The fact that she's said that she basically had to have this guy get executed, like a sacrifice on the altar of her vengeance, as a mere prerequisite to even being able to find peace, is just about the most pitiable thing imaginable. Hell, the family of the black guy who got road-hauled to death by the white supremacist executed on the same day — it was a much more twisted act, extremely reveled in, and they knew not to let hate for the accused twist them up into this madness.

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Geraine
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quote:
Originally posted by Samprimary:
quote:
edit: I'm probably going to regret writing the above, I just don't think there is any sense of decorum in talking to the media about something like that.
There's nothing to regret; Anneliese MacPhail has been vindictively ghoulish over this whole affair, and needs to shut up.

The fact that she's said that she basically had to have this guy get executed, like a sacrifice on the altar of her vengeance, as a mere prerequisite to even being able to find peace, is just about the most pitiable thing imaginable. Hell, the family of the black guy who got road-hauled to death by the white supremacist executed on the same day — it was a much more twisted act, extremely reveled in, and they knew not to let hate for the accused twist them up into this madness.

I was actually let down that the media didn't cover the other execution. I know there was more controversy over Troy Davis, but the other execution was for a man who committed a crime a hundred times worse.
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scholarette
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Here in Texas, we have found another thing to be outraged about. Before executions, the prisoners get to choose their last meal. How ridiculous and over priced! We can kill people that are likely innocent in Texas, that are underage, mentally disabled, etc, but give a man a nice last meal, that is worth getting upset over.
http://blog.chron.com/texaspolitics/2011/09/senate-criminal-justice-chair-enough-is-enough-on-last-meals-for-death-row-inmates/

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Rakeesh
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NOOOOOOOOOOOOOO! That's costing us *hundreds* of dollars a year! Unconscionable!

When will these godless commie bleeding heart atheists realize: we can do *whatever we want* to these awful scumbags. In fact we *should*!

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scholarette
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When you kill people as often as Texas does, costs add up fast.
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BlackBlade
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That is *a lot* of wasted food. I'm not saying we should do away with it. Buy maybe, since we are already executing them, we should just force feed those who lose their appetites?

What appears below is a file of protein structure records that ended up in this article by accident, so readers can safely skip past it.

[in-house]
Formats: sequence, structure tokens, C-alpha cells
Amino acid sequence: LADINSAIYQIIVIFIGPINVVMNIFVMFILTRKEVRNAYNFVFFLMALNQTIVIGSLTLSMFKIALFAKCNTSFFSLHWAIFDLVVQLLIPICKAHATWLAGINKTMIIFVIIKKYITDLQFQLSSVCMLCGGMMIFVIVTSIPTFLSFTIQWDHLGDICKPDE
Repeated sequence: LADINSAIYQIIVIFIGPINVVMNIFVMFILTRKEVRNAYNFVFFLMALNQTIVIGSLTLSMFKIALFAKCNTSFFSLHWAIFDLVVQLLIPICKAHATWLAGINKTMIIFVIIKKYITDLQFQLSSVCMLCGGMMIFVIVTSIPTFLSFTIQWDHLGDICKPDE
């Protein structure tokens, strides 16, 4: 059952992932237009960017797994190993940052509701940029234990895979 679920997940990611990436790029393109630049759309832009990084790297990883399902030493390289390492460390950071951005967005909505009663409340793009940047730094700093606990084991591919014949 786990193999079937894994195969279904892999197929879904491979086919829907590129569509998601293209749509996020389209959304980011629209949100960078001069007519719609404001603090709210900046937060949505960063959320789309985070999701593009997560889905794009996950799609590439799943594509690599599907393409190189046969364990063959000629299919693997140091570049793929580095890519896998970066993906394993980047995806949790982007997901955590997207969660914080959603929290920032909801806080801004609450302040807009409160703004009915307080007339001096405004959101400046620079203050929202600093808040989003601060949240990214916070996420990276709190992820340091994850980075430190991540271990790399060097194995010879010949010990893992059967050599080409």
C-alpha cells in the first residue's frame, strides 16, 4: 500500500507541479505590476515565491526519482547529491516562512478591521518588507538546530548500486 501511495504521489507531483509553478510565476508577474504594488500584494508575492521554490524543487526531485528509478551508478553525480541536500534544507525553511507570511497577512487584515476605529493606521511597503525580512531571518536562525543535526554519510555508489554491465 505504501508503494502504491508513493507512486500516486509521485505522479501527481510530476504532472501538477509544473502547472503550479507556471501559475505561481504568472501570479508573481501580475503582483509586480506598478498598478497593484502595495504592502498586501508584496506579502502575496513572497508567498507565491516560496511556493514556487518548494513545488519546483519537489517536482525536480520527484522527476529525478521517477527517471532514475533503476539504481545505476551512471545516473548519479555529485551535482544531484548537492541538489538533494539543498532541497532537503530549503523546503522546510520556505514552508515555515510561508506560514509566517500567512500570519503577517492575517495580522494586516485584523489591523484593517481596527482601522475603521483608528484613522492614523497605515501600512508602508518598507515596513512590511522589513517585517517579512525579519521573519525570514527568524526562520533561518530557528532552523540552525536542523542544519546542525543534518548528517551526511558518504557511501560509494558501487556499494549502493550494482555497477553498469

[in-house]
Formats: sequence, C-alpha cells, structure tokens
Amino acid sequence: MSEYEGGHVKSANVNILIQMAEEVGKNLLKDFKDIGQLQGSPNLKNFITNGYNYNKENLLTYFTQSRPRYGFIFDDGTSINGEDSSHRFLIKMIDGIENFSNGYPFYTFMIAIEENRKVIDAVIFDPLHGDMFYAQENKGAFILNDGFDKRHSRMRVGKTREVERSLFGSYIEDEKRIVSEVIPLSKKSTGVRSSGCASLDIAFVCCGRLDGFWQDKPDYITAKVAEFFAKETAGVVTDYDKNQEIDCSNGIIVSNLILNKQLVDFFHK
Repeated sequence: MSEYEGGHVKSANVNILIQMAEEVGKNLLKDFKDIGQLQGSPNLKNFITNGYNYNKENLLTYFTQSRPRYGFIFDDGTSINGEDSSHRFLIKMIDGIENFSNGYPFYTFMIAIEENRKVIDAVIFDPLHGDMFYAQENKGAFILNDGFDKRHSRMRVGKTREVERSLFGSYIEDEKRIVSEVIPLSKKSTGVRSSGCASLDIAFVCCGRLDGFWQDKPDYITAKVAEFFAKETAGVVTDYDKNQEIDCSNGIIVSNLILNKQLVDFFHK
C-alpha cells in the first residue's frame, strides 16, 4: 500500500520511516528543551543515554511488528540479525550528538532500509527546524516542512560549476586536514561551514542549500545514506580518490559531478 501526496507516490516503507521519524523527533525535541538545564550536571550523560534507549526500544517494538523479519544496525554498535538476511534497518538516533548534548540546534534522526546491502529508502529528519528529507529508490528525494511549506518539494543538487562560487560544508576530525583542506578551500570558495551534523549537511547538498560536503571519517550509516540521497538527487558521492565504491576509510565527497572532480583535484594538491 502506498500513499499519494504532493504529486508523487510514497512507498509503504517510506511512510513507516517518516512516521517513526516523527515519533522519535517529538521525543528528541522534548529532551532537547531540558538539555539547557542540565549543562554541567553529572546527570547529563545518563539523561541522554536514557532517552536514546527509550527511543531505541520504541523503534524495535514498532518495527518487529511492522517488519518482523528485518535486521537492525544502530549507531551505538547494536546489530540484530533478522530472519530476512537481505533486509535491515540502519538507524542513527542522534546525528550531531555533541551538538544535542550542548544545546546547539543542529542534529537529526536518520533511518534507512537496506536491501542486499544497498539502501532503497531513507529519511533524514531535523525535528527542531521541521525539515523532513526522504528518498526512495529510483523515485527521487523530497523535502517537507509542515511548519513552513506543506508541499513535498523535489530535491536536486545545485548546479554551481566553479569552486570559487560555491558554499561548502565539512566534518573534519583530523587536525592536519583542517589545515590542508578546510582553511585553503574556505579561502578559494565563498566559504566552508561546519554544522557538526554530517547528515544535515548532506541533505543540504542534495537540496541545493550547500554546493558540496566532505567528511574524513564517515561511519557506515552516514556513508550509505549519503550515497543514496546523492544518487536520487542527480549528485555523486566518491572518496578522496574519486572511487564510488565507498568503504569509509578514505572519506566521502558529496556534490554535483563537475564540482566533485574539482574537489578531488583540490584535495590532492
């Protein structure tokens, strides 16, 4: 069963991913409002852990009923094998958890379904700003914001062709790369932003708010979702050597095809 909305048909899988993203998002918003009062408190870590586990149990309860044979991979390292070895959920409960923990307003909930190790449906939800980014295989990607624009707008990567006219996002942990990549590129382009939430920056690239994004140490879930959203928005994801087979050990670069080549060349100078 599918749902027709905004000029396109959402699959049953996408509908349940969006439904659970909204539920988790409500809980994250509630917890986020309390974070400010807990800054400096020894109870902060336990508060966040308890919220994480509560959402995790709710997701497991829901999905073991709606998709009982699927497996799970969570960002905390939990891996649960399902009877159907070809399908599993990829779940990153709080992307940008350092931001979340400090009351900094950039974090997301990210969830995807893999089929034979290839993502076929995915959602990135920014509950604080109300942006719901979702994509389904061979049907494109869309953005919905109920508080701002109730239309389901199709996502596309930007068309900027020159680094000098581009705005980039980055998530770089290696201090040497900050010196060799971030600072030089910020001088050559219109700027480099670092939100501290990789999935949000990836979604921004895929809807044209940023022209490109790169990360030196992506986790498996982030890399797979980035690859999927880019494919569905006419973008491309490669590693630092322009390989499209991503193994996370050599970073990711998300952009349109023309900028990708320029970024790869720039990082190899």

>: )

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Mucus
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Kinda makes me wonder what my last meal would be if I was in such a position.
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Stone_Wolf_
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I'll take a large stay of execution with a side of escape.
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BlackBlade
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quote:
Originally posted by Stone_Wolf_:
I'll take a large stay of execution with a side of escape.

Followed by iced pardon for dessert right?
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Orincoro
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quote:
Originally posted by Rakeesh:
What a strange set of prayers for a Christian. "I pray that the family finds some peace once the vengeance I've been praying for is enacted."

I don't have a high opinion of Christianity, and people like this are the easy ones to point to as the reason.
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BlackBlade
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quote:
Originally posted by Orincoro:
quote:
Originally posted by Rakeesh:
What a strange set of prayers for a Christian. "I pray that the family finds some peace once the vengeance I've been praying for is enacted."

I don't have a high opinion of Christianity, and people like this are the easy ones to point to as the reason.
*nods head* and 9/11 hijackers are the easy reason Islam is just silly, also Mao Ze Dong for atheism, and Dr. Wiley for science!
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Mucus
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quote:
Originally posted by Stone_Wolf_:
I'll take a large stay of execution with a side of escape.

That's kind of like the, "if I had a genie in a bottle, I'd ask for three more wishes." No, excepting the explosive shark-fin soup that blows you out of prison, I'm more interested in the kinds of thoughts that goes through your mind at that point.